In these conjoined appeals, the appellants (collectively, BASF) challenged a decision of the European Chemicals Agency (ECHA) that they must provide certain missing data. The appeals were heard by ECHA’s Board of Appeal, which gave its decision on 9 November 2021.
Cruelty Free Europe and PETA International Science Consortium were given permission to intervene in the appeals in support of BASF. Advocates for Animals acted for both organisations.
Both BASF Colors & Effects and BASF SE registered a particular substance, albeit at different times. They registered it at Annex IX tonnage (100 to 1000 tonnes a year) because that was the tonnage at which they expected to market it in the EU. For a short time some years ago, the annual tonnage did indeed exceed 100, albeit only just.
In March 2019, ECHA initiated a compliance check. Three months later, it sent the registrants a draft compliance check decision requiring them to fill data gaps at both Annexes VIII and IX, including via an Annex IX long-term toxicity test involving several hundred fish force-fed the substance.
The draft decision triggered a multi-step procedure set out in Articles 50 and 51 of REACH. This included an opportunity for the registrants to comment on the draft decision. They did so by updating their registration dossier: they changed the tonnage band from Annex IX to Annex VIII. They explained that their original projections had proved overoptimistic; indeed, they intended ceasing manufacture before too long. They accepted that they had to provide the Annex VIII data in the meantime.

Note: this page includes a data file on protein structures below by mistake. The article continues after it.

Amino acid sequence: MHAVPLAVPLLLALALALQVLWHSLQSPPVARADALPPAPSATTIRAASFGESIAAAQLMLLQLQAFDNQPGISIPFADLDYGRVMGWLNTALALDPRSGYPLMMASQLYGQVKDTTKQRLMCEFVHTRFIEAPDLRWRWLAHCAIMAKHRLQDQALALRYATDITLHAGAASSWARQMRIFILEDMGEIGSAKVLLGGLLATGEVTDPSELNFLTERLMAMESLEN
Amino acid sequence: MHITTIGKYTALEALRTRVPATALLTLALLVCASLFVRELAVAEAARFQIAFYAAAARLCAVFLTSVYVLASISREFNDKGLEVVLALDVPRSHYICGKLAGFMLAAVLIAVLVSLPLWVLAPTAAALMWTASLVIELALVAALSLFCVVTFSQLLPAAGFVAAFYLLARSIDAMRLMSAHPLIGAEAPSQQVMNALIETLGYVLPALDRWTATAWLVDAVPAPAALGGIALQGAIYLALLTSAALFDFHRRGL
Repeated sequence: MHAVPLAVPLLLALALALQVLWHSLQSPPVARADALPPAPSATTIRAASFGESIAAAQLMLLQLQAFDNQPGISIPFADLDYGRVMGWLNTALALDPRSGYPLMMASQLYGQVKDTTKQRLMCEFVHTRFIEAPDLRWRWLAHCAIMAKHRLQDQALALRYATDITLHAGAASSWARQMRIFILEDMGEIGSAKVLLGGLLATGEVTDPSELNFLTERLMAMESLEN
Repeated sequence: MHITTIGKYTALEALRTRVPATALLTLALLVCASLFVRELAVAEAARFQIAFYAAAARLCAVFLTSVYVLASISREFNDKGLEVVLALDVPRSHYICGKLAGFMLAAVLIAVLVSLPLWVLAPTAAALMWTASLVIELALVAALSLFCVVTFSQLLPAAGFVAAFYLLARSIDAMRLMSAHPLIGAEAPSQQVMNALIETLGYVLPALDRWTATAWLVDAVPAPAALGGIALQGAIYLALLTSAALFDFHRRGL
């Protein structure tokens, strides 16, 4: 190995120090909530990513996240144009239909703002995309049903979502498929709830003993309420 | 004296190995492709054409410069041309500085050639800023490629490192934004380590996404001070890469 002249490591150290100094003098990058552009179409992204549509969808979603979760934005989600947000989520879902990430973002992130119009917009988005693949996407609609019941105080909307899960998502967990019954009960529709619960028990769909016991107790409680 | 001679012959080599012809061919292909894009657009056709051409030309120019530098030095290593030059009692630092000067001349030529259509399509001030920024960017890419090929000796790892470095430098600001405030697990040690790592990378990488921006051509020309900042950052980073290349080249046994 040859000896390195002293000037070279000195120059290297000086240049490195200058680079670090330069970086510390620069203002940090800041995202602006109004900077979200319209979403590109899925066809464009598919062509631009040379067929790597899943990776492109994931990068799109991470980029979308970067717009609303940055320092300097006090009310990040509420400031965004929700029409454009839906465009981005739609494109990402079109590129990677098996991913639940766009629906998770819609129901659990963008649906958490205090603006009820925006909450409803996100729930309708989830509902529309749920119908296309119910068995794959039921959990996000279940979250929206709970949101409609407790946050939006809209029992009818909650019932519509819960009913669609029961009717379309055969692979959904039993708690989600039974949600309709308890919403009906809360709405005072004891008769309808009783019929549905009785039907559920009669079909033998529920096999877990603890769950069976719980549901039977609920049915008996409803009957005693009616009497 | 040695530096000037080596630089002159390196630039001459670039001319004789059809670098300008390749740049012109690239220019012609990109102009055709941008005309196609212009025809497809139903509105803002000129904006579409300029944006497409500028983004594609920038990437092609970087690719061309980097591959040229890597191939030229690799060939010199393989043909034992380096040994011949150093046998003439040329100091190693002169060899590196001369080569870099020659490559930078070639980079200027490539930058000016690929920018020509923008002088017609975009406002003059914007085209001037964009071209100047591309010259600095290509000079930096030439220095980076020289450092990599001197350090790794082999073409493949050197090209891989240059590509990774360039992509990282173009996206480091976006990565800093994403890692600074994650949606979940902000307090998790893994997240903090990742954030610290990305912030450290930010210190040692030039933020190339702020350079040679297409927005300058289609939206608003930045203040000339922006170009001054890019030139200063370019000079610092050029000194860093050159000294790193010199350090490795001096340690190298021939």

ECHA declined to accept the registrants’ arguments and its final decision confirmed the requirement to provide the missing Annex XI data. Data had to follow the tonnage at which a substance was registered at the time of the draft decision and any changes after that could not be taken into account. Article 50(2) and (3) dealt with the consequences of cessation of manufacture (under different scenarios): those provisions apart, the registered tonnage at the time of a draft decision was determinative.